These studies show that female physicians are not valued equally to their male counterparts. Aside from the sheer lack of respect, let’s look at this monetarily. How many female physicians have heard: “I don’t know why you work, you have a husband who is a physician (lawyer, business, finance, etc.)” While I am usually speechless when another physician feels that is an appropriate thing to comment on, if you look at this statement, you see how inappropriate it really is.
I have never understood the issue of how my husband’s profession should decide my salary. Does this mean that it is okay to pay a married female physician less money? What about the female physician who isn’t married, a single mom or is the primary or only breadwinner for her family?
On the Homefront
Regarding the splitting of household duties and achieving work-life balance, this issue is definitely not unique to just physicians. This issue transcends all careers.
How many times have you heard: “Well my husband helps out a lot” or “Oh that’s so great that your husband is babysitting!” Yes, I have actually heard both. Luckily for me, my husband and I share somewhat equally in the household. While I manage certain aspects of our household, he takes over those things that he enjoys and is good at…cooking, for instance! But again, since our call schedules vary, there are some weeks that one of us is doing the majority of household duties since one of us may be home more with the kids that particular day or week.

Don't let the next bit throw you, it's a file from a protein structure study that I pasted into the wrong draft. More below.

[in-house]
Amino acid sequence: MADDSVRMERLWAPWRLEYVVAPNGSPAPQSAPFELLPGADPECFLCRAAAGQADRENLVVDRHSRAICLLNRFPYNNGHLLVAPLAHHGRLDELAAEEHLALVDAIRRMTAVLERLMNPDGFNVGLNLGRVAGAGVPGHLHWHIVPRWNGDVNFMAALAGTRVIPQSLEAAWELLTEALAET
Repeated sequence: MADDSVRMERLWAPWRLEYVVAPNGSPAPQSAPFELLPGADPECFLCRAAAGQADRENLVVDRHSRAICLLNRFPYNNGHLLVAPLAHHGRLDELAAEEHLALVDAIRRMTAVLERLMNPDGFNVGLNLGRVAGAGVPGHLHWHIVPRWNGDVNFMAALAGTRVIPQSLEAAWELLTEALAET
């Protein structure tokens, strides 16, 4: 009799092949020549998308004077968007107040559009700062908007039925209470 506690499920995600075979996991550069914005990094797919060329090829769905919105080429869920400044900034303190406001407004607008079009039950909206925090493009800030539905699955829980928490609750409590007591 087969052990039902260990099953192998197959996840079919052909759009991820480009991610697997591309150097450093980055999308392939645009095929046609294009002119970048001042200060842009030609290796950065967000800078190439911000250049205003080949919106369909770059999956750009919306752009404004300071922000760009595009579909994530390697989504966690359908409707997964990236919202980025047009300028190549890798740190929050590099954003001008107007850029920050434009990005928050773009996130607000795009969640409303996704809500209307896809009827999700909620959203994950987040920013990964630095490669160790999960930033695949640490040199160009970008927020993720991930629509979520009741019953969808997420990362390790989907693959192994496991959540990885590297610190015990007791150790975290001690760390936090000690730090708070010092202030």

I found it interesting that only 50% of women and only 33% of men outsource household duties. As female physicians, most of us have a Type A personality (ladies, this is a compliment!) However, throughout our studies and training, we have done so much on our own that we find it difficult to ask for help—at least in my case. For my household, a reliable, trustworthy nanny who loves my children like her own is absolutely priceless. For us, this is the only way we could both do what we do as physicians.
But for those reading this, your husband/partner is not there to help—they are in it 50/50. While the household duties may wax and wane according to schedules, ages of children and outside interests, we must get away from the fact that we must ASK for help to manage our daily lives and that of our children. The mental burden of managing a household must be divided and shared. Period. I always encourage younger physicians that they need to make time to go to the gym, hang out with friends or just carve out time for themselves. Not only are our patients, husbands and children better for it, but WE are better for it.
While we are making strides in medicine, there continues to be #genderdisparities.
Both female AND male physicians need to be aware of the evidence so physicians can ADVOCATE for each other. All pediatricians, regardless of gender, deserve to be treated and paid equally. Use the hashtag #PayWomenEqually to share your story, help raise awareness and bring about change on this important issue.
Natasha K. Sriraman MD MPH FAAP FABM is an Academic Pediatrician and Associate Professor of Pediatrics at Children’s Hospital of the Kings’ Daughters/Eastern Virginia Medical School. She enjoys running, yoga and reading. Read her blog at www.NatashaMomMD.com and follow her Instagram @Natasha.Mom.MD. She lives at the beach with her Intensivist husband and 4 kids (3 human, 1 canine).